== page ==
Nick Castellanos reinvigorated his career following a trade to the Cubs at the 2019 deadline, though even his 16 homers and infectious hunger weren’t enough to get his new team to the postseason. Nor were they enough to convince ownership that he was worth the relative pittance of the four-year, $64 million contract the Reds offered up that following winter.
Castellanos didn’t have a great season in 2020, not entirely surprising given the myriad factors in the shortened campaign, and that’s a big part of the reason he’s back with them this season. That aforementioned deal contained opt-outs after each of the first two seasons, which means he can parlay a career year in 2021 into one more big deal heading into his age-30 season.
Could that mean coming back to the team that didn’t have room in the budget for him two years ago and that is now in a decidedly different competitive space?
“That’s a question for the Ricketts family,” Castellanos told reporters prior to Wednesday’s game.
I suppose you could parse that any number of ways, but it sure sounds as though he’s indicating he’ll be a free agent at the end of the season. With full awareness that the expiring CBA throws a good deal of uncertainty into the mix, Castellanos should easily be able to exceed both $32 million and two years if he indeed opts out. He’s also got a $20 million mutual option for 2024, though that’s really a team option and isn’t something he can consider close to a guarantee.
While security in the form of both money and time will certainly be a priority for the veteran outfielder, Castellanos comes across as a guy who prioritizes fit and feel. Whether it’s talking about coming up for air after a long time underwater shortly after joining the Cubs or proudly rocking the shirt bearing his portrait as drawn by his son, he gives off a vibe reminiscent of the early days of the Cubs’ ascension to competitiveness.
In that sense, Castellanos could be viewed as the second coming of Jon Lester, a well-respected veteran who’s willing to see past recent futility and picture what could happen. It helps that he was a part of that for a brief period and that the fans at Wrigley still love him, but you also have to believe that seeing his Reds beaten in four of their last six games against a scrappy group of nobodies wasn’t entirely soul-crushing.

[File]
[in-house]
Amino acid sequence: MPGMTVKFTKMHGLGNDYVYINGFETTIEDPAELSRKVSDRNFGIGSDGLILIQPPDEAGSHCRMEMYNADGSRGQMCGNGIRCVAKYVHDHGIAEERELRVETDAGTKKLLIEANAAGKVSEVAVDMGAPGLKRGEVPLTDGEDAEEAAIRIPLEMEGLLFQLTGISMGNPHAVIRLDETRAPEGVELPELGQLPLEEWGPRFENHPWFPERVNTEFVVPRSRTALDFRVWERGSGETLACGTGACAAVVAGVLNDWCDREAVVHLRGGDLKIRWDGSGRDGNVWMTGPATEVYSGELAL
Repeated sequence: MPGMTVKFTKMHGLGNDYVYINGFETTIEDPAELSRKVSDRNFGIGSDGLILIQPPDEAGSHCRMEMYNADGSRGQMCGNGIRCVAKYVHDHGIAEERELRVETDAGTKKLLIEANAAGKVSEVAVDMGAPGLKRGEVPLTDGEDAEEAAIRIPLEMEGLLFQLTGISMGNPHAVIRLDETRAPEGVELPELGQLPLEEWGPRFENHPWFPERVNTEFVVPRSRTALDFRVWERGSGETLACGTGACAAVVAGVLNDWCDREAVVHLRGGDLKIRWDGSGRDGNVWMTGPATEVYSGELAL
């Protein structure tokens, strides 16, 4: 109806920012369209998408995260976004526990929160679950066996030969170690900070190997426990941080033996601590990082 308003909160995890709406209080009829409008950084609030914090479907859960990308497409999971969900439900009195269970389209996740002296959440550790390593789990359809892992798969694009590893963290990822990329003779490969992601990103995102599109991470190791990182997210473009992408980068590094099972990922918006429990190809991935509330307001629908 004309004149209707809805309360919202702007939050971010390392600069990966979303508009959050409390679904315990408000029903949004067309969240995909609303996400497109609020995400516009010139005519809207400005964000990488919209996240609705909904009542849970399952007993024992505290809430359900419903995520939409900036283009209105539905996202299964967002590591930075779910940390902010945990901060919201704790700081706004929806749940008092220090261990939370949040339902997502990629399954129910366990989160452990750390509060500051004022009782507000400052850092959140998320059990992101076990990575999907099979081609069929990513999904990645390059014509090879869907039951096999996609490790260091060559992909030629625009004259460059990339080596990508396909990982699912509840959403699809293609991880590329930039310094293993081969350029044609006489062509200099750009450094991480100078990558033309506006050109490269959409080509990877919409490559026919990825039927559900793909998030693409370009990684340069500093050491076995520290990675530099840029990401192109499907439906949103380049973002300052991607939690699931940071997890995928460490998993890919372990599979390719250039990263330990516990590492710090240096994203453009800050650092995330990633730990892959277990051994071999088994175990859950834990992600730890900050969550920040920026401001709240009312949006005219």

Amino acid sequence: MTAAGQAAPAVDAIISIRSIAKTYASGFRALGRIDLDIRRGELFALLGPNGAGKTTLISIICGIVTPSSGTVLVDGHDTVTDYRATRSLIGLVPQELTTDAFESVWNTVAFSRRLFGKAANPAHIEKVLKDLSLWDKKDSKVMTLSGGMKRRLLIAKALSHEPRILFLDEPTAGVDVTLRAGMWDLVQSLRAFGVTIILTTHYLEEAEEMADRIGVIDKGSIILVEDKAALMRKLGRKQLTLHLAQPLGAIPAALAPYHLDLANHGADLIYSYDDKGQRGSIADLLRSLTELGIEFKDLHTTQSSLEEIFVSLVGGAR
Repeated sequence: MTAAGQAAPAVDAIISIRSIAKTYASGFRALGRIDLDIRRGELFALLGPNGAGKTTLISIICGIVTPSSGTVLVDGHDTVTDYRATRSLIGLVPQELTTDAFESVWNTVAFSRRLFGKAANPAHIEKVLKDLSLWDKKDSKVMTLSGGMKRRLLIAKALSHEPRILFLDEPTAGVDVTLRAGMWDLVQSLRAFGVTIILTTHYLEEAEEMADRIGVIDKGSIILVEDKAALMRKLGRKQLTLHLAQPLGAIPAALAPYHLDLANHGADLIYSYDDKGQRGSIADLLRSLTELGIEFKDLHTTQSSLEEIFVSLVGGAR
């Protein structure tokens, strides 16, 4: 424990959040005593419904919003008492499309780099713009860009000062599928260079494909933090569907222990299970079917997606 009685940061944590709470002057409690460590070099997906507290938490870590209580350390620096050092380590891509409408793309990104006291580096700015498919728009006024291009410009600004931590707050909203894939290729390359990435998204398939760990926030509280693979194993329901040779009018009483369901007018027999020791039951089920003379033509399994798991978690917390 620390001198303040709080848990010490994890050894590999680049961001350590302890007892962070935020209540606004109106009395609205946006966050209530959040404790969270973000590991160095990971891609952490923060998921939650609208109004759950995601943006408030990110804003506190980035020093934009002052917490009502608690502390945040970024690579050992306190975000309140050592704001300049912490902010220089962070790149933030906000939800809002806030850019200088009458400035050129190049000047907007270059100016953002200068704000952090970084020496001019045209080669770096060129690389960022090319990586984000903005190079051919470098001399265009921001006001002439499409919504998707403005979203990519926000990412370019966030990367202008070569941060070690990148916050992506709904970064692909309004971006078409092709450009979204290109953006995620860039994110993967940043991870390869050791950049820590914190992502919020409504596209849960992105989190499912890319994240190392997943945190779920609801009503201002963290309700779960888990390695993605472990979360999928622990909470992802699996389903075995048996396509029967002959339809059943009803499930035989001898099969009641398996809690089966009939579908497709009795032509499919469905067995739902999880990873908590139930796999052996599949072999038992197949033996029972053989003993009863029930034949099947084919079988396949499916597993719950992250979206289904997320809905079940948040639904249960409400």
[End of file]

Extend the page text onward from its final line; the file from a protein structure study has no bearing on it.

“The one thing that from the outside looking in that will always remain the same is what the Cubs organization is, what Wrigley Field is, how much Cubs fans genuinely love their team. That’s what the organization is,” Castellanos explained.
“As long as that is served first, it’s impossible for it to go in the wrong direction.”
Castellanos went on to say that Wrigley might be his favorite place to play, which could be another factor in his attraction to the Cubs. More than just the adoration of the fans and the mystique of the park itself, it has been pretty clear from his time there that the specific layout of the confines has been very friendly to a hitter with his profile.
We wrote back when the trade went down that Castellanos would hit a lot more homers at Wrigley than he had in Detroit and, sure enough, he cracked 16 in just 225 plate appearances with the Cubs after hitting 11 in 439 PAs as a Tiger. He has a career .364 average with an 1.128 OPS in 165 total PAs at Wrigley, plus he’d still get the chance to hit at Great American Ball Park (1.013 OPS) and Miller Park (.869 OPS) regularly. Even if that .629 mark at Busch Stadium could use a little work, the NL Central seems to suit Castellanos well.
As for whether the Cubs are going to be willing (ownership) and able (front office) to come up with an offer that suits him, well, that’s a whole ‘nother story. It’s not as easy as saying he’d sign a deal if he truly wanted to be there, just as that wasn’t the case for the players the Cubs traded away. But with attendance flatlining for a team that claims 70% of its revenue comes from gameday activities, there might finally be some motivation to open the baseball budget back up.
Castellanos alone isn’t enough to get things done, not when the rotation needs at least one big-time addition, but meaningfully pursuing him would prove the Cubs are serious about this rebuild not lasting very long. As to the reality of words versus actions, I can’t put it any better than the Reds slugger:
“At the end of the day we’ll see how it plays out.”